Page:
Noise or Music? - The Insights Blog

Here I write about Google Analytics setup and usage; Online privacy; Data accuracy; Website usability; Conversion optimisation; and best practices for organisations wishing to achieve success online – the whole raison d’etre for measurement in the first place…!

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Brian Clifton - Blog

Google Analytics Limits – a reference guide

Categories: Google Analytics specific, Metrics understanding / Comments: 18

Its good to know the limits of your Google Analytics implementation. All software has it limits and Google Analytics is no exception. From Google’s viewpoint, setting boundaries and limits prevents errors and system overload, and it ensures that other users of the service are not affected by the processing of someone else’s data. For example, a website with a relatively low amount of traffic data should not have its reports delayed due to the processing of another user’s data from a site that has more traffic.

The table below lists the limits set for the free version of Google Analytics.

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Privacy, Web Analytics, Google and Ketchup

Categories: Google Analytics specific, Privacy and Accuracy / Comments: 4

Following a recent period of renewed media debate (I use that term loosely!) about the legality of tracking website visitors with Google Analytics, Sara Andersson, founder of Search Integration AB and the blog No Ketchup (hence the reference in my title), interviewed me about my opinions on this last week and what the debate should really be about. As always, I would be interested in your feedback…

The Questions:

  1. Can you give me your thoughts on how Google look at this product and how they handle data internally?
  2. The latest discussions on Google Analytics being illegal and the fact that they propose that people should not use GA on their sites, what is your reaction to this? Are the concerns legitimate at ALL?
  3. The latest EU privacy law is trying to stop people from tracking individual information. What is your thoughts on this in relation to Google Analytics as a product?
  4. Why does Google Analytics get all the focus in the debate about privacy? Are there other services and tools that in your opinion, website owners should be aware of when it comes to tracking sensitive data?
  5. What can website owners do in order to clarify to their visitors how they handle data?
  6. Beyond looking at the concerns of website owners, what should the privacy debate be about?
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Google Analytics illegal to use – according to Norwegian Data Inspectorate

Categories: Privacy and Accuracy / Comments: 16

Not really! The eye catching headline form the following article is actually very misleading (I used Google translate). In fact, this is a classic example of poor/misleading journalism on this subject…

As I wrote in my last article on this subject: Google Analytics and the new EU privacy law #3, if you use Google Analytics to collect personal identifiable information (PII) without the explicit consent of each visitor, then yes you are breaking the privacy laws in each of the 27 EU member countries. That is the same with any tracking tool/methodology. It also breaks the Terms of Service of GA.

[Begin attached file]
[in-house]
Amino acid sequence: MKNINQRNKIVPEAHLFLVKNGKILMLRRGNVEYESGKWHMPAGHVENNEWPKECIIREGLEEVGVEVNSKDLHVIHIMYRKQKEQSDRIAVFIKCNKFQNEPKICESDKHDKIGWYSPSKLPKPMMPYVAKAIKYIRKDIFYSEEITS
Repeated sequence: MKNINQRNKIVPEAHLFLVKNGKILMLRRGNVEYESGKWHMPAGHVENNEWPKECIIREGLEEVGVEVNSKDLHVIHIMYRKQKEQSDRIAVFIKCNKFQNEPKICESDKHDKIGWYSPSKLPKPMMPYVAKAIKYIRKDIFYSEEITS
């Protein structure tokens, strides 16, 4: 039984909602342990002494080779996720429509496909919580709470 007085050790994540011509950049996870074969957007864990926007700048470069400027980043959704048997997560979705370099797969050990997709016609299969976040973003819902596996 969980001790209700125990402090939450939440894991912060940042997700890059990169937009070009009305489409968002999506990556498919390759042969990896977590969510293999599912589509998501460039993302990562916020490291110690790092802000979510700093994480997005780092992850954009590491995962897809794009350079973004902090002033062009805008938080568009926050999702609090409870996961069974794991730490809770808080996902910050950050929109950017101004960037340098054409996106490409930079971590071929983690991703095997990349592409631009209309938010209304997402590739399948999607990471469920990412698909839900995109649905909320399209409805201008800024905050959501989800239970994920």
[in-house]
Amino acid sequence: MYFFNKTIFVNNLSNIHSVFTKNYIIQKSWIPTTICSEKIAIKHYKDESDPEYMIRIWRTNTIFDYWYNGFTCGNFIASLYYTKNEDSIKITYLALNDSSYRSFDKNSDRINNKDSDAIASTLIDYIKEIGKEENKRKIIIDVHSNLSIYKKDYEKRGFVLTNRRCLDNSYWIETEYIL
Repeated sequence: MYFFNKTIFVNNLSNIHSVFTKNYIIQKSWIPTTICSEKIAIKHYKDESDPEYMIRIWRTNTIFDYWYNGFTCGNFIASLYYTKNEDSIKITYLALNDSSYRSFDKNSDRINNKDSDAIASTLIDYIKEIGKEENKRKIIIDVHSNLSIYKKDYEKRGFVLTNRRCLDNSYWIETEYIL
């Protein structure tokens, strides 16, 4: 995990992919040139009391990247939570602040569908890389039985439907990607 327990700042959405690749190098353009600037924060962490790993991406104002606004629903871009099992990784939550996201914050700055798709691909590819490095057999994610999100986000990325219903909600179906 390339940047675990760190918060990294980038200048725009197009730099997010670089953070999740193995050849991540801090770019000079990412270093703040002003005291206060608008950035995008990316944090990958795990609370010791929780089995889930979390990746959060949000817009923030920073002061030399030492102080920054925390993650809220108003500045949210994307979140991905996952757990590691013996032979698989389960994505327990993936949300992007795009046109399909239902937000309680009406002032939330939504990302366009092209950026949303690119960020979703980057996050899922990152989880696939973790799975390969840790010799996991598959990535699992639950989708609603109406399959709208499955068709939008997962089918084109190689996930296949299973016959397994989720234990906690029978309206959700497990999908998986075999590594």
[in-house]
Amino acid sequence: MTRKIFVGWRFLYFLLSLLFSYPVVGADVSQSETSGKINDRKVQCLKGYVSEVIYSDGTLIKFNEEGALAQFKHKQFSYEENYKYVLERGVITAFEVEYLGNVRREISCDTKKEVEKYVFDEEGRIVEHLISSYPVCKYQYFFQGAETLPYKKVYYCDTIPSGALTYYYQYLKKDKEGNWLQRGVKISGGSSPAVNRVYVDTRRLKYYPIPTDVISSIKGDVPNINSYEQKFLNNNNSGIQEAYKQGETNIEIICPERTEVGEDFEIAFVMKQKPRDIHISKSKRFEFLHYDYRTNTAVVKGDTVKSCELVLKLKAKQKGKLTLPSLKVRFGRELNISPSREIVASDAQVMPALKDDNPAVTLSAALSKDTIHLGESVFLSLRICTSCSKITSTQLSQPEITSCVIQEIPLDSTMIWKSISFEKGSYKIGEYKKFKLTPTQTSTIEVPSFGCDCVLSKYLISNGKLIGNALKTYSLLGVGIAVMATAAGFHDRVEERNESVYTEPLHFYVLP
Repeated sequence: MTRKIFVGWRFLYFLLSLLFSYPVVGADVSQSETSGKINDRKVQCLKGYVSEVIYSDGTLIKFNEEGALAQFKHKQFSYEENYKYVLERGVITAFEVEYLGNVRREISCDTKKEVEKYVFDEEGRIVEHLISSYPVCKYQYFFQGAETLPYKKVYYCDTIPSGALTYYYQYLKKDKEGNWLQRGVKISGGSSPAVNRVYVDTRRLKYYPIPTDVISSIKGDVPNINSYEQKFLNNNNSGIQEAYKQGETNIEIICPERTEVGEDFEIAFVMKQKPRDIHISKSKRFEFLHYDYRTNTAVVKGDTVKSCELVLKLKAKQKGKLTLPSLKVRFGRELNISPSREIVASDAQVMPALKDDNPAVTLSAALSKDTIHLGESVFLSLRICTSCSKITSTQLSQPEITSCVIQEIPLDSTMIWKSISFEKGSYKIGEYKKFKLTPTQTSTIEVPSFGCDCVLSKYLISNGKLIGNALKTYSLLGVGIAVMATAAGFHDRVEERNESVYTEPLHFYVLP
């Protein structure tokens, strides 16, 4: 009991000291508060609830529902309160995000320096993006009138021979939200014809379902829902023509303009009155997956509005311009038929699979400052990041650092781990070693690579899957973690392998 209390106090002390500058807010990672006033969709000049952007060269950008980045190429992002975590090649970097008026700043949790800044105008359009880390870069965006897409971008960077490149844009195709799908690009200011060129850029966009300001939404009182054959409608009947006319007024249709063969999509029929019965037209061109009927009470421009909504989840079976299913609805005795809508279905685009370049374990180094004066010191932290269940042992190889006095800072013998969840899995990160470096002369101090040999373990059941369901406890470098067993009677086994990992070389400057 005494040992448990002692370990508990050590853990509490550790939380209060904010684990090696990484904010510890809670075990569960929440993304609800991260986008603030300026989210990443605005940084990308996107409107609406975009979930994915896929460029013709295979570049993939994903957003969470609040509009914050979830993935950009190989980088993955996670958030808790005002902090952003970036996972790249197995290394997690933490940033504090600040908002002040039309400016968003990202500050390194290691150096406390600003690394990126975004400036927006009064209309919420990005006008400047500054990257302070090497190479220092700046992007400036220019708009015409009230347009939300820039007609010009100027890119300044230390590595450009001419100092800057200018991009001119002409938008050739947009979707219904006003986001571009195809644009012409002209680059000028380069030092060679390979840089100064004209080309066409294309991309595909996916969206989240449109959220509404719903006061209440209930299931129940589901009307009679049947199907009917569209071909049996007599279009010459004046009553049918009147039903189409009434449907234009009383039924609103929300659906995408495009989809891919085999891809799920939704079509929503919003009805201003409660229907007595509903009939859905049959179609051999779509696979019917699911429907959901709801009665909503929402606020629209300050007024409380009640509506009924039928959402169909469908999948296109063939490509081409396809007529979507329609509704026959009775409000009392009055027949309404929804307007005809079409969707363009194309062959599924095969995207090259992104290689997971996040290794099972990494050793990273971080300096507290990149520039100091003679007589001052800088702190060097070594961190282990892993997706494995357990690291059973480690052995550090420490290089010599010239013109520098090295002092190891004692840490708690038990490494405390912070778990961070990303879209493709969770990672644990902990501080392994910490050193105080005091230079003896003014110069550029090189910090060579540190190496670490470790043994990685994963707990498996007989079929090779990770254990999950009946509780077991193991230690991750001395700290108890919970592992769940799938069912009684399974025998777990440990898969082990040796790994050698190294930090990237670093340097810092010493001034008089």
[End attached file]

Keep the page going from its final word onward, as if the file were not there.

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Online Measurement and Strategy Report

Categories: Google Analytics specific, Metrics understanding / Comments: 2

I am a big fan of Econsultancy because of the quality of the work these guys do. In case you missed it they published their 5th Online Measurement and Strategy Report 2012 today. As with the previous reports, it’s fascinating snapshot on where web analytics is right now – both as a process and as an industry.

But what got my attention are the GA Premium numbers… […]

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Google Analytics and the EU privacy law #3

Categories: Privacy and Accuracy / Comments: 20

As you may be aware, last May (2011) a new EU privacy directive came into force – officially known as Privacy and Electronic Communications Regulations (PECR), though often referred to as the “EU cookie law” as it implies that setting website cookies without a visitors consent would be illegal in all 27 EU member countries.

Contrary to what has been reported (and even enacted on some sites), you do not need to seek explicit consent to set an anonymous, benign first party cookie. […]

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Book errata – 3rd edition

Categories: Google Analytics specific / Comments: 15

A small number of typos have come to my attention with the 3rd edition – four so far. These will be corrected in the next re-print (due end of May). However I wanted to list them here for people to be aware of. Please let me know (by adding a comment here) if you find others.

Ch 7, page 254 – Figure 7.15
Figure 7.15 illustrates a hostname differentiation filter. The “Field B” and “Output To” have no option selected, and only show a dash -. They should instead read “Request URI”. Replacement image shown below. […]

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